RE: The Extinction Challenge

Billy Brown (
Fri, 30 Jul 1999 22:58:38 -0500

John Clark wrote:
> Billy Brown <> On July 28, 1999 Wrote:
>> However, at a
>> distance of 1 light-year (9x10^12 kilometers), the energy density drops
>> less than one erg per square meter. That isn't even enough energy to
>> damage electronics, let alone harm people.
> Energy density is not a realistic measure of danger.

If it arrives as IR or UV it is completely harmless. If it arrives as visible light it is not nearly as bright as the sun. X-rays or gamma-rays will be completely blocked by a planetary atmosphere, and any space habitat capable of surviving a solar storm will likewise be unharmed. If it were all neutrinos an average human would stop a grand total of maybe 10^-17 % of that flux, which amounts to around 10^-7 electron volts - in other words, less than one interaction.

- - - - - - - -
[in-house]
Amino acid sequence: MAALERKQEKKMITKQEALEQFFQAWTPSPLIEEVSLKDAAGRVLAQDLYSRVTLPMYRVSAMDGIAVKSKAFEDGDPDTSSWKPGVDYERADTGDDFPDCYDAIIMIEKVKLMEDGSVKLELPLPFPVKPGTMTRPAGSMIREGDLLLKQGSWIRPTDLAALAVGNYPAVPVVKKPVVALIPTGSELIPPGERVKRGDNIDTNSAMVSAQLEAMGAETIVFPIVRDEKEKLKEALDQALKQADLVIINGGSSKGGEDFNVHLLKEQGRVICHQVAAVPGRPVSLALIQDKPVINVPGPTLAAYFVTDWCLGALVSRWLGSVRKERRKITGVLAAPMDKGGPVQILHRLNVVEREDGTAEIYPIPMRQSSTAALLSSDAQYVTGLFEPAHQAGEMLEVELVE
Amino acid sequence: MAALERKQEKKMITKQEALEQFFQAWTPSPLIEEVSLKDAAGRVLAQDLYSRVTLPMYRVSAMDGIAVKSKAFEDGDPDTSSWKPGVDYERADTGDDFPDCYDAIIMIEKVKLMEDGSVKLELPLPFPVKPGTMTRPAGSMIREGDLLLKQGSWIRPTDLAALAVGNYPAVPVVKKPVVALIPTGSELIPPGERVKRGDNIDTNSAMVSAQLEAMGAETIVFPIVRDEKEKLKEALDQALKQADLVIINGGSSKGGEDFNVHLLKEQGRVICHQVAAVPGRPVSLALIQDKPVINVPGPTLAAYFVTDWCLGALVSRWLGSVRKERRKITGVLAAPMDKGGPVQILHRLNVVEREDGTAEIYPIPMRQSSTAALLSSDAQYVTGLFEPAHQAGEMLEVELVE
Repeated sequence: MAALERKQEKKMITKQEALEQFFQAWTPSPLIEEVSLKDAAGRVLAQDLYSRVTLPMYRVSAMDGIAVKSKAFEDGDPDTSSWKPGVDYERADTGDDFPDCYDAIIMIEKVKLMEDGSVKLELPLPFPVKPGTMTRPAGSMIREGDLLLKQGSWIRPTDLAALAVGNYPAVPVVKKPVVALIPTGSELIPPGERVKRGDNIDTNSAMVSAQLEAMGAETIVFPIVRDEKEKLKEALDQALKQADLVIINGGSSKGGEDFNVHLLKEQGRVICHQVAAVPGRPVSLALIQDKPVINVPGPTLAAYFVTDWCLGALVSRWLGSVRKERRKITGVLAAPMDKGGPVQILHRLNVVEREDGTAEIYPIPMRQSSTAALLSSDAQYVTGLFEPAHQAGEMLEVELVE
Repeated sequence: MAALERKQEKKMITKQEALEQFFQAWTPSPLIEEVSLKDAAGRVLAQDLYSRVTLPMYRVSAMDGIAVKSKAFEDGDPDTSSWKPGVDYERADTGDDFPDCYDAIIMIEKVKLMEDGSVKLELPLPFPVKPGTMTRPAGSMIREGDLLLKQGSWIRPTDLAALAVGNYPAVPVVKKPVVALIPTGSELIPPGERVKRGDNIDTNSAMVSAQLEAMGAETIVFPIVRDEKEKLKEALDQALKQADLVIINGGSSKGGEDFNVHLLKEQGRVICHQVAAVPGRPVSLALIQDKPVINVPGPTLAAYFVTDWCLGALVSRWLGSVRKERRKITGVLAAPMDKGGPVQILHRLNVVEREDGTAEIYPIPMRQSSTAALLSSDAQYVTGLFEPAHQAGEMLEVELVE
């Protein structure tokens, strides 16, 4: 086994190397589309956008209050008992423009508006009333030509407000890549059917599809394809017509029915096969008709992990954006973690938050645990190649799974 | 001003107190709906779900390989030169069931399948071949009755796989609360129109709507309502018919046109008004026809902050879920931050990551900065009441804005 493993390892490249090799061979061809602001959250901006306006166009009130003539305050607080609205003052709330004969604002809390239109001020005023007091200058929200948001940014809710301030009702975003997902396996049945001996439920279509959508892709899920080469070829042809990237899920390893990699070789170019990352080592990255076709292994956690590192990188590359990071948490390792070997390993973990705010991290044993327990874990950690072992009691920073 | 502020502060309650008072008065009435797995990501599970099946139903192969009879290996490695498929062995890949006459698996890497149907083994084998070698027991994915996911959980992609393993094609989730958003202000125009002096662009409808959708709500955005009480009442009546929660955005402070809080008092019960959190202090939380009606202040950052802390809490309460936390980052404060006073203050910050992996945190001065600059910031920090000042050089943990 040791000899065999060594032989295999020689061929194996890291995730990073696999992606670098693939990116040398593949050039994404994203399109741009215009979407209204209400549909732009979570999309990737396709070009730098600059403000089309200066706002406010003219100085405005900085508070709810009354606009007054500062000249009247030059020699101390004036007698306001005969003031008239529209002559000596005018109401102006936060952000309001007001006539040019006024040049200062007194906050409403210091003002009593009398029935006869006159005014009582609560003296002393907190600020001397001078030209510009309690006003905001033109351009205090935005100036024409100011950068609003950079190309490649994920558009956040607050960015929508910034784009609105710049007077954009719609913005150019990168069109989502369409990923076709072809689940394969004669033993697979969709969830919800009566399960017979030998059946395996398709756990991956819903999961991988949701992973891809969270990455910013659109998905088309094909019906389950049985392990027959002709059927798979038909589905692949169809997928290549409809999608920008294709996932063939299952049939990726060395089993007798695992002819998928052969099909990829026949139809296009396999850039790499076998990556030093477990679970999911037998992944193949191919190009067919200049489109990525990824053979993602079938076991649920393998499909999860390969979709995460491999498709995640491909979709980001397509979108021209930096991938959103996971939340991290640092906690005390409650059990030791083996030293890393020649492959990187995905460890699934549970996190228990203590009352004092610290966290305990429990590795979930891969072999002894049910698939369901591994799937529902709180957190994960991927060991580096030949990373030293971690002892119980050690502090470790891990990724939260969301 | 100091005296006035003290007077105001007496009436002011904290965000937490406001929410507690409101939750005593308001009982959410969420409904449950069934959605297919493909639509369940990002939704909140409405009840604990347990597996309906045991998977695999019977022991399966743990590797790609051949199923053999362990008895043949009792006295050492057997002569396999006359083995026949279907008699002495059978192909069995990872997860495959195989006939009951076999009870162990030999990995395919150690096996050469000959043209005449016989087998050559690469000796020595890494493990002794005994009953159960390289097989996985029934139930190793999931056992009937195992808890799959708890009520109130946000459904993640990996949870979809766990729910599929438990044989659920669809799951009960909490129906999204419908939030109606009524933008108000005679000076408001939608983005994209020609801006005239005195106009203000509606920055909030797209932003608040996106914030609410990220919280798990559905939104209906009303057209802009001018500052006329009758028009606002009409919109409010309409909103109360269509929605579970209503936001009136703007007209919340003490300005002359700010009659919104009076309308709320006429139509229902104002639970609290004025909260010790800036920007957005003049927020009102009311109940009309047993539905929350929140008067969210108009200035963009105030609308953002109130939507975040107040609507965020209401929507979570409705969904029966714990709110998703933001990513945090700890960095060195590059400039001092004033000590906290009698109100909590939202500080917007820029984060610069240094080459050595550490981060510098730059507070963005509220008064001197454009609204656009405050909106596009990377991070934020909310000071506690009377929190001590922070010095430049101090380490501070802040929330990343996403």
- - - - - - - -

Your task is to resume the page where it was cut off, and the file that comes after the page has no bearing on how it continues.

Do I really need to write up a complete treatment of all the calculations here? It doesn't matter what exotic form you want the energy to arrive in, because there simply isn't enough of it to do anything. The target civilization will be exposed to much higher levels of every type of radiation (including neutrinos) simply by living near their own sun.

Billy Brown, MCSE+I